As we pursue the sport we love, we often place ourselves in hazardous situations. The Santa Cruz Fly Fishermen Board supports an informative corner to sharpen our be smart and safe behaviors.

The Five Types of PFDs

Once you've decided to purchase a Personal Flotation Device (PFD), the next step is to figure out which one is right for you. PFDs come in a variety of different shapes, colors and materials. Some are made to be more streamlined, while others are made to protect you from hypothermia. No matter which type of PFD you choose, be sure to get the one that's right for you - because the best PFD is the one you will wear!
There are five different types of PFDs available. Here is a brief description of each of them:

PFDs, or offshore lifejackets, are the most buoyant PFDs and suitable for all water conditions, including rough or isolated water where rescue may be delayed. Although bulky in comparison to Type II and III PFDs, offshore jackets will turn most unconscious individuals to the face-up position. They range in sizes from adult to child.
Buoyancy: at least 22 lbs
Advantages: Turns most unconscious wearers face-up in the water
Disadvantages: Bulky
These PFDs-or near-shore buoyancy vests-are for calm and open water where a rescue will most likely occur quickly. These are not designed for long periods in rough water, and will turn some-but not all-unconscious wearers face-up in the water. This vest is less bulky than a Type I, and often the least expensive of the PFD types.
Buoyancy: at least 15.5 lbs
Advantages: Turns some unconscious wearers face-up in the water
Disadvantages: Not meant for delayed rescue, or in rough waters
Type III PFDs-or flotation aids-are for calm and open water where a rescue will most likely occur quickly. These PFDs are designed to keep the wearer in a vertical position, but it is the wearers’ responsibility to maneuver themselves into a face-up position. Type III PFDs will keep unconscious wearers face-up just as well as a Type II vest. These types of vests are the most comfortable to wear, and popular for recreational boating and fishing.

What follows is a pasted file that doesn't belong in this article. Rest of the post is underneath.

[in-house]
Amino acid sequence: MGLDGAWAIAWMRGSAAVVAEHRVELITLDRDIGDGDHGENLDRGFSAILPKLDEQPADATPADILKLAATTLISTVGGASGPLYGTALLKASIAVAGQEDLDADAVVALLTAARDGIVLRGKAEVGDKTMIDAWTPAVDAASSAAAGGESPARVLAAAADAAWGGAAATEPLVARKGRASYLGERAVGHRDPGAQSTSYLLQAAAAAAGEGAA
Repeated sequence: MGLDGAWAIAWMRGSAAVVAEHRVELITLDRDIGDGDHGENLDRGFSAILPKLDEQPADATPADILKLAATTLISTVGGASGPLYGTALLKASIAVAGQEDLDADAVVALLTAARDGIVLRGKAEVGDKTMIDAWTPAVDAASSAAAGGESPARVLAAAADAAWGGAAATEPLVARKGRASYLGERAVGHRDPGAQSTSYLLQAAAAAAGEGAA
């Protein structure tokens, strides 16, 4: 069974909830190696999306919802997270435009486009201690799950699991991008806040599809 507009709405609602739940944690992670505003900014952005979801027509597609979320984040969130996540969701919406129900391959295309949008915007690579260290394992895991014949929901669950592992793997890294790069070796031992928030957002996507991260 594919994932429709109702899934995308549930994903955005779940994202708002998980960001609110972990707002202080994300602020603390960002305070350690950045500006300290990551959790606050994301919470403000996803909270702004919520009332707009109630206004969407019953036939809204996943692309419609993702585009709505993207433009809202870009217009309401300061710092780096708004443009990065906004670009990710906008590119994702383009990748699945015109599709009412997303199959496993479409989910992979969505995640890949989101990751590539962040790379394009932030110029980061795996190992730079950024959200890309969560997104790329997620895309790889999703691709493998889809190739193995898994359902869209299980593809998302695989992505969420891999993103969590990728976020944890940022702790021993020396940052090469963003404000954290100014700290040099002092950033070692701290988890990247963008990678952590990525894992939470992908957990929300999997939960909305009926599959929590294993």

Buoyancy: at least 15.5 lbs
Advantages: Available in many styles, generally the most comfortable type for continuous wear
Disadvantages: Not meant for delayed rescue, or in rough waters
These are designed to be thrown to a conscious person in the water. These are not designed to be worn. A few examples of a Type IV PFD are a buoyant cushion, a life ring, or a horseshoe buoy.
Advantages: Can be thrown to someone
Disadvantages: Not appropriate for an unconscious person, or children
These devices are to be worn for specific activities that will be described on the PFD's label. To be effective, Type V PFDs must be worn according to these specifications, and many must be worn at all times in order to qualify as a PFD. A Type V label will also list its performance as Type I, II, or III. A Type V PFD-like a full body survival suit-provides protection from hypothermia, and is best suited for cool climates as they can become quite warm in mild or hot weather.
Advantages: Useful for specific activities, continuous wear prevents being caught without protection
Disadvantages: Less safe if not used according to label specifications, some are only approved if worn

For more information on types of PFDs and safe boating practices, please visit the USCG Boating Safety Resource Center